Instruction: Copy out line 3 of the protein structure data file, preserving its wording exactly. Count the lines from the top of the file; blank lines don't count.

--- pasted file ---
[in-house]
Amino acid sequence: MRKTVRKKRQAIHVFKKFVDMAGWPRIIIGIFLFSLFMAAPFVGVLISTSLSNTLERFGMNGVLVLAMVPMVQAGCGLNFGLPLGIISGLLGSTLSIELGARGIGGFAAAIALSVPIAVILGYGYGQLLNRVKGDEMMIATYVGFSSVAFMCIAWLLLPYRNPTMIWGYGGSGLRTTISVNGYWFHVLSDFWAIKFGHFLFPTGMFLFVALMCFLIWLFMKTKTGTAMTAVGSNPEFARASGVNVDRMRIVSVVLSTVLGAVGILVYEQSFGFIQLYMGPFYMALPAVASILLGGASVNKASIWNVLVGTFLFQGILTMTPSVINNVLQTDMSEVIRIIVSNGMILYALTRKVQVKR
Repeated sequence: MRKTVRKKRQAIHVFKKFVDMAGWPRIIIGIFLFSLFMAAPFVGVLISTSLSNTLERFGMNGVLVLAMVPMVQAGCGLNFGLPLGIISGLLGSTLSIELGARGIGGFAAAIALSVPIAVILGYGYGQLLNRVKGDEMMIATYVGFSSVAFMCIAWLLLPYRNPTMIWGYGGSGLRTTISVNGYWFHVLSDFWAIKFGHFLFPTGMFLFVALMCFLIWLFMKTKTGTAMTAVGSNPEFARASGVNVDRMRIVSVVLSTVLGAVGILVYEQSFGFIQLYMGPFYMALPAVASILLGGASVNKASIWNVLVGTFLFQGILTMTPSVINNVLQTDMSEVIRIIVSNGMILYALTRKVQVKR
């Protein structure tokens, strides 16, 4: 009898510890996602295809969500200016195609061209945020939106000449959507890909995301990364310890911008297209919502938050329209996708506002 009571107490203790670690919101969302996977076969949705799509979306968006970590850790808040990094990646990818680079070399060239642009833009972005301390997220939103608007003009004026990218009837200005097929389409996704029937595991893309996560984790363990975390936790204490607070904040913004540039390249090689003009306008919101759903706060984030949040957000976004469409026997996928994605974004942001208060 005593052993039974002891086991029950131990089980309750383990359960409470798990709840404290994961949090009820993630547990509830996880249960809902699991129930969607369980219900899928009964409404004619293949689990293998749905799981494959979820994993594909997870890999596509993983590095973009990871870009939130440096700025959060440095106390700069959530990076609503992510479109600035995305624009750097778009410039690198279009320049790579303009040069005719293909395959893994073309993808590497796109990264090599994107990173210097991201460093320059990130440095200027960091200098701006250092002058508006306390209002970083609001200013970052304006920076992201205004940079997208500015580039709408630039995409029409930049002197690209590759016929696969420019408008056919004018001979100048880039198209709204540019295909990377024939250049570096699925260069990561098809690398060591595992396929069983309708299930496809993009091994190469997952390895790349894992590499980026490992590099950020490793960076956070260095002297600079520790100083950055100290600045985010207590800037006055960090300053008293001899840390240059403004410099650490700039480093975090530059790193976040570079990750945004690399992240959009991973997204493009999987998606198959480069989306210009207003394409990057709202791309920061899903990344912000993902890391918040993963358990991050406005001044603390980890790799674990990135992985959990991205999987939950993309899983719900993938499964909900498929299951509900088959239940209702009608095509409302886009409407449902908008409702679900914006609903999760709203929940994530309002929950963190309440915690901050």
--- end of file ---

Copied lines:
Repeated sequence: MRKTVRKKRQAIHVFKKFVDMAGWPRIIIGIFLFSLFMAAPFVGVLISTSLSNTLERFGMNGVLVLAMVPMVQAGCGLNFGLPLGIISGLLGSTLSIELGARGIGGFAAAIALSVPIAVILGYGYGQLLNRVKGDEMMIATYVGFSSVAFMCIAWLLLPYRNPTMIWGYGGSGLRTTISVNGYWFHVLSDFWAIKFGHFLFPTGMFLFVALMCFLIWLFMKTKTGTAMTAVGSNPEFARASGVNVDRMRIVSVVLSTVLGAVGILVYEQSFGFIQLYMGPFYMALPAVASILLGGASVNKASIWNVLVGTFLFQGILTMTPSVINNVLQTDMSEVIRIIVSNGMILYALTRKVQVKR